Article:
Consumer spending turned down in November after nearly a year of steady gains, according to ""Deloitte's"":http://www.deloitte.com/view/en_US/us/index.htm Consumer Spending Index.[IMAGE]
The index, which tracks consumer cash flow as an indicator of future spending, comprises four components: tax burden, initial unemployment claims, real wages, and real home prices. The index dipped from 4.14 in October to 3.89 in November, turning around several months of improvement.
The index reflects data through October but does not yet show the complete impact of superstorm Sandy.
""October consumer spending data shows a 0.3 percent decline. Further declines may emerge in the November data as a result of Hurricane Sandy's impact,"" Deloitte said in a release.[COLUMN_BREAK]
With 70 percent of GDP coming from consumer spending, a continued decline in spending could lead to a negative GDP in the fourth quarter, the release goes on to say. If the fiscal cliff debate comes to a negative end, 2013's first quarter GDP is also likely to be weak.
""After a period characterized by improving housing data and waning energy prices this fall, the underlying fundamentals for consumer spending are beginning to deteriorate,"" said Carl Steidtmann, Deloitte's chief economist and author of the monthly index. ""However, the impact may not be felt until the beginning of 2013.""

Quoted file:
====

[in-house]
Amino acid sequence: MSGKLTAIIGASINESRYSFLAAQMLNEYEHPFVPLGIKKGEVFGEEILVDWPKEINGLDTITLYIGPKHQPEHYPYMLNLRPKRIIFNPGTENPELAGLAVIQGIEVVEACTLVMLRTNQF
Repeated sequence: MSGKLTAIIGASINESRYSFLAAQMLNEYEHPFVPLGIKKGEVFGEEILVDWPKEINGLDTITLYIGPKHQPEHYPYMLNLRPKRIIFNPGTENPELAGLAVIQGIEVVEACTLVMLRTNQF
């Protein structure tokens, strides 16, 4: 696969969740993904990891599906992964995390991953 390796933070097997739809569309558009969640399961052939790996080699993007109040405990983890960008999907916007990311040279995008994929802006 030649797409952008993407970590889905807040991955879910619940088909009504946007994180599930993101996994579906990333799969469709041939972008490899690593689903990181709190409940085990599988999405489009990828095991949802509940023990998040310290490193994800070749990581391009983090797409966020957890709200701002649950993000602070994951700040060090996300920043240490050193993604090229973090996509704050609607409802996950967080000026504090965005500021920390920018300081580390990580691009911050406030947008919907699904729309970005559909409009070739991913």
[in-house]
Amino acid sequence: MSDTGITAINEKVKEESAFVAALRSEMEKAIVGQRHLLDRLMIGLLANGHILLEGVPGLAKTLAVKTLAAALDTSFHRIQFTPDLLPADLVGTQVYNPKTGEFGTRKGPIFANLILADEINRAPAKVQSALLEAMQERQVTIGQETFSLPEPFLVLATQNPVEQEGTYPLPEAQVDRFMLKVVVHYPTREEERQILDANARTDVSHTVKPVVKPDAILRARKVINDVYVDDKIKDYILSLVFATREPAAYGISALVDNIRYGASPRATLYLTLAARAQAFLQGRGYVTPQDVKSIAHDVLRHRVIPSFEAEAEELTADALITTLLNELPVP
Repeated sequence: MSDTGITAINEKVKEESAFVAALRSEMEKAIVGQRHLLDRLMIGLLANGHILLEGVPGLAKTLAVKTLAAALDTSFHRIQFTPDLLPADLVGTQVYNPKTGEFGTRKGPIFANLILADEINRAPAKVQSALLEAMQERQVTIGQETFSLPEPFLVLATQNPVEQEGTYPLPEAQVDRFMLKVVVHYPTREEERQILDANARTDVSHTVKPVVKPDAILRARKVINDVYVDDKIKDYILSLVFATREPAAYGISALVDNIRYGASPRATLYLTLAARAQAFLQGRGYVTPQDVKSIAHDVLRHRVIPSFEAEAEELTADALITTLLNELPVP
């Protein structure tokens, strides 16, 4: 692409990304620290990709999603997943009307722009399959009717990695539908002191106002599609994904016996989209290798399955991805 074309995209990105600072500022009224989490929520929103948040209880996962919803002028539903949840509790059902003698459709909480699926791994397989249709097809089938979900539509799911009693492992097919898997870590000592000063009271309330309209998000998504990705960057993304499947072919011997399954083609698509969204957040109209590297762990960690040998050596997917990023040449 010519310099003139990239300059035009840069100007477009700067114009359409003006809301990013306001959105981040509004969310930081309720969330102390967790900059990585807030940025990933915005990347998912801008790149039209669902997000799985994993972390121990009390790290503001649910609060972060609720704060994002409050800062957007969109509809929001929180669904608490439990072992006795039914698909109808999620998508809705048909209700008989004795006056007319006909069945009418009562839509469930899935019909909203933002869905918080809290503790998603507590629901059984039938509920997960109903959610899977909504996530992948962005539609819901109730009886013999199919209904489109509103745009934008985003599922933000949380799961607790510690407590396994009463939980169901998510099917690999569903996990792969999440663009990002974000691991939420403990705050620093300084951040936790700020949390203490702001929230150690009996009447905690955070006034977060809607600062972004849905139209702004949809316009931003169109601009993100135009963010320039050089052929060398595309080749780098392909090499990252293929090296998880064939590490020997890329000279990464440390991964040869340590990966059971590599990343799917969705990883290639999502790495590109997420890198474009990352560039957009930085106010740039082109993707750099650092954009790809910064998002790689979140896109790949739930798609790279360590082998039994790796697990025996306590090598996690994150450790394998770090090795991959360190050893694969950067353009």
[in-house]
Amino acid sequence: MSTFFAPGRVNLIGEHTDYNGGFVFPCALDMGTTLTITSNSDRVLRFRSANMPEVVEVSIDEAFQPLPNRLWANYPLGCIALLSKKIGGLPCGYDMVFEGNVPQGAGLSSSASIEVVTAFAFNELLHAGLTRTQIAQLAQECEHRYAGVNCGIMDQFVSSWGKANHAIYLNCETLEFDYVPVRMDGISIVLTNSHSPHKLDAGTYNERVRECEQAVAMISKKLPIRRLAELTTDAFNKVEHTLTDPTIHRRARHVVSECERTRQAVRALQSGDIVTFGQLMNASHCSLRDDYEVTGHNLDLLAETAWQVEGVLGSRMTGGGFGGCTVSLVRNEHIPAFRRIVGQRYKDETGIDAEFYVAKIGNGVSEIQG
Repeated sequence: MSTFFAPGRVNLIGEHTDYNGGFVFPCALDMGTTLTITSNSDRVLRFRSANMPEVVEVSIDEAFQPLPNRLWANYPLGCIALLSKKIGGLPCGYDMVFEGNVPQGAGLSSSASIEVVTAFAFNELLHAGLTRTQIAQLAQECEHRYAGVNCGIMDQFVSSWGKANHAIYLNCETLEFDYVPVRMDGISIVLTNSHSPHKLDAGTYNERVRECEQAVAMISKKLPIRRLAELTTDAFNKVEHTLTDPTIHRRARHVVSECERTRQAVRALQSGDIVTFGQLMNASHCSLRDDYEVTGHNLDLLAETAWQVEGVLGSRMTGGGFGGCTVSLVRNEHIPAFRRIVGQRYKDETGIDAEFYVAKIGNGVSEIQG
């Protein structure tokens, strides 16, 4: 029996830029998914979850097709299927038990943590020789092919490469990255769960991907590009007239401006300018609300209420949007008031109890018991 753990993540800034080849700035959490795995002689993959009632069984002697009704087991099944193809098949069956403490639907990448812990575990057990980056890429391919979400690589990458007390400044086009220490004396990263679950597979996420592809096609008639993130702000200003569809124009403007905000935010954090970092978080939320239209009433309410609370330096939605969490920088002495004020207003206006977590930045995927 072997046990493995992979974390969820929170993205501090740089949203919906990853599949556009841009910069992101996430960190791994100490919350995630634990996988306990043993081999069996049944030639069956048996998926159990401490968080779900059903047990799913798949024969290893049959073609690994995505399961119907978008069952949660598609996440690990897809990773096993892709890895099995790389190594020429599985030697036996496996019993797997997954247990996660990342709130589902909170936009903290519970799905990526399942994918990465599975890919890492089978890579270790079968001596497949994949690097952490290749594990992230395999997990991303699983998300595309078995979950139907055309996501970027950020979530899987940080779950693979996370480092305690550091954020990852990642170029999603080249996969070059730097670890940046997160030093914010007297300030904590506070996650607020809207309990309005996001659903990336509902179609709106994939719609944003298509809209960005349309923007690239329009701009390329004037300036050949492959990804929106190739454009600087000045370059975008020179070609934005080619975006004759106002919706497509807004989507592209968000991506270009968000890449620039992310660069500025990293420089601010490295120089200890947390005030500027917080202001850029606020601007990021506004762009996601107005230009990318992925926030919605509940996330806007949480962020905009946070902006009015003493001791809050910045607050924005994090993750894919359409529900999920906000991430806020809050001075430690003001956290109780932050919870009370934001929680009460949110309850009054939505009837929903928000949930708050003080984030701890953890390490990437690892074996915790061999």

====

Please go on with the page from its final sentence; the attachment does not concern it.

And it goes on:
While Steidtmann believes the ongoing fiscal cliff debate is unlikely to bring down holiday season sales by any significant degree, tax increases in early 2013 would likely take an immediate toll on spending.
According to Deloitte, the fall in spending can be traced to a slowdown in the rise of new home prices and an accelerating decline in real wages.
""Significant downward revisions in both new home sales and income data were published this month,"" Deloitte writes. ""The new home sales data shows sales began to flatten out in February. The increased building activity in recent months may increase the market inventory rather than reflect new homes sold, and may result in a pullback in spending next year. The inventory issue is now putting downward pressure on home prices.""
Income growth has similarly dropped off, falling in October to $20 billion below May levels.